A MOTHER-of-two is tentatively awaiting a life-changing phone call which will let her know whether a desperately-needed kidney transplant can go ahead.
Over the next few days, Sally-Anne Grainger, from Swallowfields, Warndon Villages, will find out whether one of two potential donors are a suitable tissue match following hospital tests.
If successful, the 34-year-old and her donor could undergo surgery at the Queen Elizabeth Hospital, Birmingham in two to three months time.
Both came forward to offer their kidneys to Miss Grainger after her desperate appeal made the front page of your Worcester News in January.
However, the university student said she was trying not to get too excited after hopes of a previous transplant with her friend Jonathan Povey were dashed at the eleventh hour.
Miss Grainger, who has cystic fibrosis and has undergone a double lung transplant, said: "To be honest, I am trying not to think about it [the transplant].
"If it it doesn't go ahead, I don't want to feel let down.
"I've got hope but I'm not thinking too hard about it in case I'm let down - particularly after what happened with Jonathan.
"Everything was fine, we were the perfect match but at the very last minute the transplant couldn't go ahead.
"I'm hopeful - where there is life, there is always hope - but I'm just not getting too excited."
One of the potential donors is the father of one of her eldest daughter's friends but she has been given no information about the second person.
A third person has been put on a reserve list.
The trio were among a number of kindhearted readers who were the same blood type as Miss Grainger and contacted the newspaper offering to undergo a transplant after reading about her plight.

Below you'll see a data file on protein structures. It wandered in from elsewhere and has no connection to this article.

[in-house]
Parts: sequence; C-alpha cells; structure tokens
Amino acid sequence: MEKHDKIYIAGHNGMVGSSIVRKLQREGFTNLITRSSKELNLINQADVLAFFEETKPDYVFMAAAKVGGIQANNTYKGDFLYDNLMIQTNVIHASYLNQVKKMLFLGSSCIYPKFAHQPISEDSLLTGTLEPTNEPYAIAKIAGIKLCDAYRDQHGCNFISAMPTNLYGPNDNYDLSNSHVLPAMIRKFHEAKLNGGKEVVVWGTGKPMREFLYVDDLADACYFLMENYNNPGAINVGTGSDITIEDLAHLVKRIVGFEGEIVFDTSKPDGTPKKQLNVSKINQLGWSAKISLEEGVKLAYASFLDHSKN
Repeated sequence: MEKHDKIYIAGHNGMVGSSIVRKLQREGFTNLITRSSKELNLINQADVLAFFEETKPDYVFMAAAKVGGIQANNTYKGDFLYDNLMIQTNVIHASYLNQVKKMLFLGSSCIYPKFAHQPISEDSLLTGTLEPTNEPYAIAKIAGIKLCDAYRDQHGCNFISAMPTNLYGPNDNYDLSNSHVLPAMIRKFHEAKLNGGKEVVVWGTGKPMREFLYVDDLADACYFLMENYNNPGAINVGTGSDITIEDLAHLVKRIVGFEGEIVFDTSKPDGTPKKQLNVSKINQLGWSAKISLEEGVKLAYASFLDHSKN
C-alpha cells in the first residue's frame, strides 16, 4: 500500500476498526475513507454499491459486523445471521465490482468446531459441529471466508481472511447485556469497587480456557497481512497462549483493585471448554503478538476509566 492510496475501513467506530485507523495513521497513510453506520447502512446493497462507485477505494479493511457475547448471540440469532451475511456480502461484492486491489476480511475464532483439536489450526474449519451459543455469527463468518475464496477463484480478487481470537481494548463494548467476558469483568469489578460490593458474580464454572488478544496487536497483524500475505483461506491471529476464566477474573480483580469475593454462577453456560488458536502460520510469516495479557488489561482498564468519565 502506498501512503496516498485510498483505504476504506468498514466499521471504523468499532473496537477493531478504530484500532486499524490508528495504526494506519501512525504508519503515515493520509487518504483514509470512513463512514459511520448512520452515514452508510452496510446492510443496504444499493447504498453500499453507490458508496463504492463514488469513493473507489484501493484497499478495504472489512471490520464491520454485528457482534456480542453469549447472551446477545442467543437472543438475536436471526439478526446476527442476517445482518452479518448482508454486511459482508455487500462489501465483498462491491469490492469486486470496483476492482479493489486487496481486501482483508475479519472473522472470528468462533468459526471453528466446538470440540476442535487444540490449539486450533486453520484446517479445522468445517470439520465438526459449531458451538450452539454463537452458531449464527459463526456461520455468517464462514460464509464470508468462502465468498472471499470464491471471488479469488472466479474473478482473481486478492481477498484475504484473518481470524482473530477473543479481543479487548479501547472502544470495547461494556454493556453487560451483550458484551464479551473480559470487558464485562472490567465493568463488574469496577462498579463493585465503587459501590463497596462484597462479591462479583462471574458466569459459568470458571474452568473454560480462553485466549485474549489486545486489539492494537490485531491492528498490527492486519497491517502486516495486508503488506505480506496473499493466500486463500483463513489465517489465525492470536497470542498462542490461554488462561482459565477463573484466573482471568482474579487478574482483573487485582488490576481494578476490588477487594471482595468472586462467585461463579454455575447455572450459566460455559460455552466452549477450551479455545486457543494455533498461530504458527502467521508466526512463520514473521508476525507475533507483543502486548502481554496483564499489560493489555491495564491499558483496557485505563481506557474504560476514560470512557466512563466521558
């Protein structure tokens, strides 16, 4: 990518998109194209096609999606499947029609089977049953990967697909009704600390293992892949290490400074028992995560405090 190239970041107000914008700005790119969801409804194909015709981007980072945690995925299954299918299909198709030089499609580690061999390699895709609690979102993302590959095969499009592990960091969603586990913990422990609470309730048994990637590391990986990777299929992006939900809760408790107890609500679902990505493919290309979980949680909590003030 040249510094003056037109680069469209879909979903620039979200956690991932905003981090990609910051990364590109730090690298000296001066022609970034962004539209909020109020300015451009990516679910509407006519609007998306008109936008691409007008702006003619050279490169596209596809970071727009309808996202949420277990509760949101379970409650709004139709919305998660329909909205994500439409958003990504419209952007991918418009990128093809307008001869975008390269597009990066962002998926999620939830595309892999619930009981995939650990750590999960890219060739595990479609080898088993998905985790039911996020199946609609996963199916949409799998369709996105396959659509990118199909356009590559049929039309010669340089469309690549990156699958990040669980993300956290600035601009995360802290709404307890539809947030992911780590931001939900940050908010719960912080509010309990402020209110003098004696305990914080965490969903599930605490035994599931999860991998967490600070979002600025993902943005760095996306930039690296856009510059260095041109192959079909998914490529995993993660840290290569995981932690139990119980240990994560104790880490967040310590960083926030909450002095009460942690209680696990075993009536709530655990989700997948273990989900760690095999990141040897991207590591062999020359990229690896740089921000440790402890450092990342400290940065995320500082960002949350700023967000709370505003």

If all three are ruled out, the search for a donor will have to begin again.
Miss Grainger suffered renal failure after having to take strong medication following her double lung transplant in March 2009.
At the time, she said she had been given a second lease of life but now feels like she is "barely existing" and has to have dialysis three times a week.
She is also anaemic and gets easily exhausted which is having a negative effect on her university work.
"I'm just really struggling with tiredness, I've been allowed to use mitigating circumstances for some of my essays but even trying to read a couple of pages of my text books can leave me exhausted."
Miss Grainger, mother to Kelsey, 14, and Megan, ten, decided to appeal for a donor in the paper after all her family and close friends were ruled out.
She said she was humbled by the huge response to the article and had been contacted by people from as far afield as America with offers of support.
"After the article appealed in the Worcester News I had quite a lot of people tell me they had been to their doctors to see if they would be suitable but had been told they weren't for a number of reasons.
"The support has been absolutely amazing."